To determine the subcellular localization of SpoIIGA, we constructed a temperature-sensitive integrational plasmid, pIIGA-GFP, which mediates chromosomal SpoIIGA–GFP translational fusions. Integrations of this plasmid result in a spoIIGA–GFP translational fusion under the control of the natural spoIIGA promoter, accompanied by a separation of the downstream spoIIGB gene from its promoter. Chromosomal integrations were made initially in a wild-type B. subtilis background, which established that SpoIIGA is targeted to sites of polar septum synthesis (strain PMF 9, Fig. 1A). When grown in liquid sporulation medium at 30°C, cells began to acquire a diffuse green fluorescence beginning approximately 1 h after the cessation of logarithmic growth (T1). The fluorescent signal slowly increased and, by T2, many cells exhibited localization at one or both cell poles (Table 1). This localization presumably corresponds to sites of septum synthesis and is stable for at least 8 h. Because the integrative plasmid mediating the SpoIIGA–GFP fusion separates spoIIGB from the spoIIG promoter, PMF 9 was abortively disporic. Apart from the 53% of PMF 9 cells that had localized signal at one or both cell poles, 29% of cells never developed more than a diffuse glow, while the remaining 18% developed a signal that was not associated with the cell poles (Table 1). This latter type of signal usually appeared as disorganized granular patches; examination of such cells by phase-contrast microscopy often revealed damage or lysis. We attribute the relatively low percentage of cells that developed a localized signal to the weakness of the GFP signal, reflecting the relative weakness of the spoIIG promoter. A slight alteration in the plane of focus often made a localized signal appear at one pole of the cell, while causing the signal at the other pole to diminish or disappear. Use of a 100 × objective lens in place of a 60 × lens also caused a decrease in apparent localized signal because of the reduced light-gathering ability of the instrument. Care was therefore taken to maximize the strength of GFP fluorescence (see Experimental procedures).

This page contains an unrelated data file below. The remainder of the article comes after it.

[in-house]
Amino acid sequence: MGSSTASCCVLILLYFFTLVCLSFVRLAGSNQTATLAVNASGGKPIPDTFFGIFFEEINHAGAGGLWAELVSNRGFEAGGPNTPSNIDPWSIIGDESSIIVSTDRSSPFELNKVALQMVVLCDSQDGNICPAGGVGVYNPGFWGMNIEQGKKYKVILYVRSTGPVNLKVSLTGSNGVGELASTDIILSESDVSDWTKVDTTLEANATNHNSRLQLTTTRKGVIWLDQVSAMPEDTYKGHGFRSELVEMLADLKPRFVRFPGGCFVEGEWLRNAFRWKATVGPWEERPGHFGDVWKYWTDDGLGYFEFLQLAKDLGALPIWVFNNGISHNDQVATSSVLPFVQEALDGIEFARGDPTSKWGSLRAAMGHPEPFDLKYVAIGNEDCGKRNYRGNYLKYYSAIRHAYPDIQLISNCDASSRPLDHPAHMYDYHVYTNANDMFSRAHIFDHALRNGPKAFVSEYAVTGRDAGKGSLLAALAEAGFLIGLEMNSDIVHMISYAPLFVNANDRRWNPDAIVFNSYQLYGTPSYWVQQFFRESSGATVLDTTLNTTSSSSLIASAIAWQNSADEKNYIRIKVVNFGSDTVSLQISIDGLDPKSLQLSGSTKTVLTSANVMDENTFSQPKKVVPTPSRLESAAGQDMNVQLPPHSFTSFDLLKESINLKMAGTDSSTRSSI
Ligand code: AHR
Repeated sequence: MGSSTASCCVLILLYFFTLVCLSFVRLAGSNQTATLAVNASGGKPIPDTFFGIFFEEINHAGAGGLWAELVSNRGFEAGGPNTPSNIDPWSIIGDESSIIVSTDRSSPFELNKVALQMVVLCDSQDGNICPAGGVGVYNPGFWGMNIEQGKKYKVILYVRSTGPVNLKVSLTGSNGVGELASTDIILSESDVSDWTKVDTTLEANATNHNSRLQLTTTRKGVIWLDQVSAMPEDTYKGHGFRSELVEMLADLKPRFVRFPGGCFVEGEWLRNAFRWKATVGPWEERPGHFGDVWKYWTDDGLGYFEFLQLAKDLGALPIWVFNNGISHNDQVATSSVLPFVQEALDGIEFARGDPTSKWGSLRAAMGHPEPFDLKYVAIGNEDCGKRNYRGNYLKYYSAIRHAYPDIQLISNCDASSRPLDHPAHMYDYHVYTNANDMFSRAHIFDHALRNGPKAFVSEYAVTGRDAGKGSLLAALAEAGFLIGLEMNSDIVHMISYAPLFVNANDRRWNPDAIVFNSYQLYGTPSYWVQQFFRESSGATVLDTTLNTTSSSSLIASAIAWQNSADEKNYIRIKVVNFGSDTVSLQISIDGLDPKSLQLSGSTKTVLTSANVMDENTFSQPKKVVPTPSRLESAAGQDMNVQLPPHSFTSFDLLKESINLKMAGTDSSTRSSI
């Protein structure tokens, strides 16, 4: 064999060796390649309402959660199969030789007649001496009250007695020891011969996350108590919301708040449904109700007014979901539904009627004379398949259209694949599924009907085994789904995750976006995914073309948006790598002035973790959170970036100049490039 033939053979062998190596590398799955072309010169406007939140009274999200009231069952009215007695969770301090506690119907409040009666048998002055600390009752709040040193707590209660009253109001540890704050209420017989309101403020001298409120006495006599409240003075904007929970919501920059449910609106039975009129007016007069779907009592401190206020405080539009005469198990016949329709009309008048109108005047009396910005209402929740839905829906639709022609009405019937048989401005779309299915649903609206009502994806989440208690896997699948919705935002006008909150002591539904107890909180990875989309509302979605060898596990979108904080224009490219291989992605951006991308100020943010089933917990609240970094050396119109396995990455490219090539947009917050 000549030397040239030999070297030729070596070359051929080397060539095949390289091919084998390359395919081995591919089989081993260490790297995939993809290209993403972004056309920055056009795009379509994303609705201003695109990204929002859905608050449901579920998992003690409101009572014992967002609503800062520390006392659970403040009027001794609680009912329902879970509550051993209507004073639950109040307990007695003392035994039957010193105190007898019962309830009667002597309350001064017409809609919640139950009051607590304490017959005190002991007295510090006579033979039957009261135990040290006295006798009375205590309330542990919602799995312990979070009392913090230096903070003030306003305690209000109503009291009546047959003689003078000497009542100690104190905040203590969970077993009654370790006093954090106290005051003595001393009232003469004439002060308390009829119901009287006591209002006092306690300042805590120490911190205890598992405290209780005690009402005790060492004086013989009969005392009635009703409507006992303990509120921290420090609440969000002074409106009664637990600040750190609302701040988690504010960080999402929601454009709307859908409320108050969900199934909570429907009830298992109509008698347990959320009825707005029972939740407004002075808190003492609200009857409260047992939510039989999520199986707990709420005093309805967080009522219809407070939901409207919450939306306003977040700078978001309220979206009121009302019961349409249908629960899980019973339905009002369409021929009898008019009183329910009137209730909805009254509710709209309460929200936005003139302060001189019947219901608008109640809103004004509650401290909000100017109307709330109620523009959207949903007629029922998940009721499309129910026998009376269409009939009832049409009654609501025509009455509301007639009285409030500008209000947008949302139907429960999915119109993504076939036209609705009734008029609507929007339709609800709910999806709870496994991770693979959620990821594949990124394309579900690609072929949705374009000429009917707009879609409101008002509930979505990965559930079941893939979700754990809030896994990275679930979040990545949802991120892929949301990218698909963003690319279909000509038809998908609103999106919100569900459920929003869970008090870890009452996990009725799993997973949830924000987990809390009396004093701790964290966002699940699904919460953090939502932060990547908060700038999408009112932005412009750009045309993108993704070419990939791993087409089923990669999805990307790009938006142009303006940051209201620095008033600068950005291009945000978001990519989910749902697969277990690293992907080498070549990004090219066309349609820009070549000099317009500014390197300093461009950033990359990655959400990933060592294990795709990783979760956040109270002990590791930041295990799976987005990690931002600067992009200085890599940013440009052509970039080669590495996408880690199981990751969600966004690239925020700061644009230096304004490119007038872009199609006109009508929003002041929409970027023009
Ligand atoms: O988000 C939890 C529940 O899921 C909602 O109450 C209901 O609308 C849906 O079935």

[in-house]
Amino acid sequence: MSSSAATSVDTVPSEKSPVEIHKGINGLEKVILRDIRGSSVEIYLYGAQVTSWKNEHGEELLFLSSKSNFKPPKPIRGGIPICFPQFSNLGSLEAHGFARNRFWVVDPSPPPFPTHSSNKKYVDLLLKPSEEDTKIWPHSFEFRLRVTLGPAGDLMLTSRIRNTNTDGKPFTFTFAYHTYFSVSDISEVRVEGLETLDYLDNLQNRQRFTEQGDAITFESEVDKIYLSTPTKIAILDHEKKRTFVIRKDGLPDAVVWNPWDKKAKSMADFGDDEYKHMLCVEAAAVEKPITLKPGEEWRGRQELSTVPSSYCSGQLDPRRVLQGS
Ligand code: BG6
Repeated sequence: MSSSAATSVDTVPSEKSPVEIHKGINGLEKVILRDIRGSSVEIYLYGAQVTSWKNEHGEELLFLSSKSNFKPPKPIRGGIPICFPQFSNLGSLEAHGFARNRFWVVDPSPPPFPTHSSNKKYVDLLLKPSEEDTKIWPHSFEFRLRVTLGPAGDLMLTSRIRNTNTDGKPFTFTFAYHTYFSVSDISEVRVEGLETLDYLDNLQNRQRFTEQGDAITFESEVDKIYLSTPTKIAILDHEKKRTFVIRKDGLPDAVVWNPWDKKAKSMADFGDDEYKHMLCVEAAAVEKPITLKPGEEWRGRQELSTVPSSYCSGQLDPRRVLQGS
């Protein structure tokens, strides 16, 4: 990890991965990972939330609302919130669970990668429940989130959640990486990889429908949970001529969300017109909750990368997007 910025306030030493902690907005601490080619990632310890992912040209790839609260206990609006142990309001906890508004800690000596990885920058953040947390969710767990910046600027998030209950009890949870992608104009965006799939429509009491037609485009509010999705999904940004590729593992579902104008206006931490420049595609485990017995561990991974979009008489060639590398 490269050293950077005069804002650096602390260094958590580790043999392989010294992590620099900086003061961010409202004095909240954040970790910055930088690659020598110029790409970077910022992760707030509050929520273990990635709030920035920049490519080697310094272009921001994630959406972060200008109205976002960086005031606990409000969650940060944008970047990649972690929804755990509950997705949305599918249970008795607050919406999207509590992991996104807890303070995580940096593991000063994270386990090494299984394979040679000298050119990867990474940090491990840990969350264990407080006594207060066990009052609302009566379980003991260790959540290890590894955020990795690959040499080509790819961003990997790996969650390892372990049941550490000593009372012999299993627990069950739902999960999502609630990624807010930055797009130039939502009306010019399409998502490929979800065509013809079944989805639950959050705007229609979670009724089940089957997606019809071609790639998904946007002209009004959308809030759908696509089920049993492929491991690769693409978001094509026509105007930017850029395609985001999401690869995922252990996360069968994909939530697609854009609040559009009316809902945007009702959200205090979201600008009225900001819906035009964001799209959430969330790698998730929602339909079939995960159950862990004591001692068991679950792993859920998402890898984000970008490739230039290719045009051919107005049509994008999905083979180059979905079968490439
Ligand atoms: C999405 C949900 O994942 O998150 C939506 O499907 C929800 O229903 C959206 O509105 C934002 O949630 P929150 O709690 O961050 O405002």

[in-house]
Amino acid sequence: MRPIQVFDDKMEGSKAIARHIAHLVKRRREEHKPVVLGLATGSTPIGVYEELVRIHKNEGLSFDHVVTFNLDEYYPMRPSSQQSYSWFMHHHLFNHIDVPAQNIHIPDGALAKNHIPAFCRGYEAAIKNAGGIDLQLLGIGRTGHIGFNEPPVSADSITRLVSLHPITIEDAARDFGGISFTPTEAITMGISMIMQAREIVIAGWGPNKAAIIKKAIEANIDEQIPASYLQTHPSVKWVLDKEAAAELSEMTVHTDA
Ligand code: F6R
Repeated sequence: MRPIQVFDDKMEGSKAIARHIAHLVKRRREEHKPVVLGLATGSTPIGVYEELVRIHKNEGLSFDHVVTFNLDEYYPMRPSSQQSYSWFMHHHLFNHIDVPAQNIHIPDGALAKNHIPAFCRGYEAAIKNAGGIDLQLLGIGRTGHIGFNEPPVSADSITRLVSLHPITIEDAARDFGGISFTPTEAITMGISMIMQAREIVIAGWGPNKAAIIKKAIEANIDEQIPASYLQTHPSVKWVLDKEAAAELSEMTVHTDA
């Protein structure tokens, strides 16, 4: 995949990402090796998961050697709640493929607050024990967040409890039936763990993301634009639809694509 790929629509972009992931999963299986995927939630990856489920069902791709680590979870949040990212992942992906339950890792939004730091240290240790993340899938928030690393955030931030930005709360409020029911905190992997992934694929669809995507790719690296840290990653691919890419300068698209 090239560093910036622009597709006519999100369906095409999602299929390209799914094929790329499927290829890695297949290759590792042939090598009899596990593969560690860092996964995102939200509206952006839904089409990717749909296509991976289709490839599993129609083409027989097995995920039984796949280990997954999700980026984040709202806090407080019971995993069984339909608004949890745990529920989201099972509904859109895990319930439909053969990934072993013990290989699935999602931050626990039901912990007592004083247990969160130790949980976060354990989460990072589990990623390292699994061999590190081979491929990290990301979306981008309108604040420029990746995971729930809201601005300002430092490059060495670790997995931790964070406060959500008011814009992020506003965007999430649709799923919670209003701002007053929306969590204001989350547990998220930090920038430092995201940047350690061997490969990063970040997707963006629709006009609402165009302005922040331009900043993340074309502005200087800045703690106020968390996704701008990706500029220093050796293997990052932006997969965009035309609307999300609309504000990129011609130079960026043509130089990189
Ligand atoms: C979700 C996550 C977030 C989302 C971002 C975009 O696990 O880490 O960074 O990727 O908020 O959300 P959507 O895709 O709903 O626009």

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Figure 1. . Fluorescent and immunofluorescent microscopy. A–C. Localization of SpoIIGA–GFP-associated fluorescence at sites of polar septation in B. subtilis from culture samples harvested 2.5 h after cessation of logarithmic growth (T2.5) The scale bar in (A) represents 3 μm and applies to A–C. A. PMF 9 (spoIIGA–GFP ), wild-type background. B. PMF 10 (spoIIGA–GFP, spoIIE64 ), a spoIIE missense mutant background. C. PMF 14 (spoIIGA–GFP spoIIE ::Tn917ΩHU7 ), a spoIIE null background. D–F. Cells of B. megaterium PMF 50 (spoIIGA–GFP ) from T2 and stained for IFM using an anti-GFP primary antibody and an Oregon Green 488-conjugated secondary antibody. The scale bar in (D) represents 3 μm and applies to panels D–H. D. Both FITC and DAPI wavelengths shown. E. FITC wavelength only. F. DAPI wavelength only (nucleoids have been artificially coloured red). G. Computer-reconstructed projection down the long axis of a B. megaterium PMF 50 cell at T1.5, showing the early annular pattern of SpoIIGA localization. H. Projection down the long axis of a PMF 50 cell from T5, showing disc-like localization. I. B. megaterium PY1272 cells (spoIIE–GFP ) stained for IFM as described for D–F. In (I), the lefthand cell has the straight septum typical of early points, while the righthand cell shows the SpoIIE cage, which forms around the forespore nucleoid. The scale bar in (I) is 3 μm and refers to I–K. J. SpoIIE cages forming around the prespore of PY1272 cells as shown by GFP fluorescence alone. K. A composite micrograph of B. subtilis PMF 37 (spoIIGA–GFP, spo0H ::kan) cells. In (K), the top right cell shows normal localization (11% of cells), while the two bottom cells show the aberrant semi-circular pattern of localization seen only in this strain (approximately 5% of cells).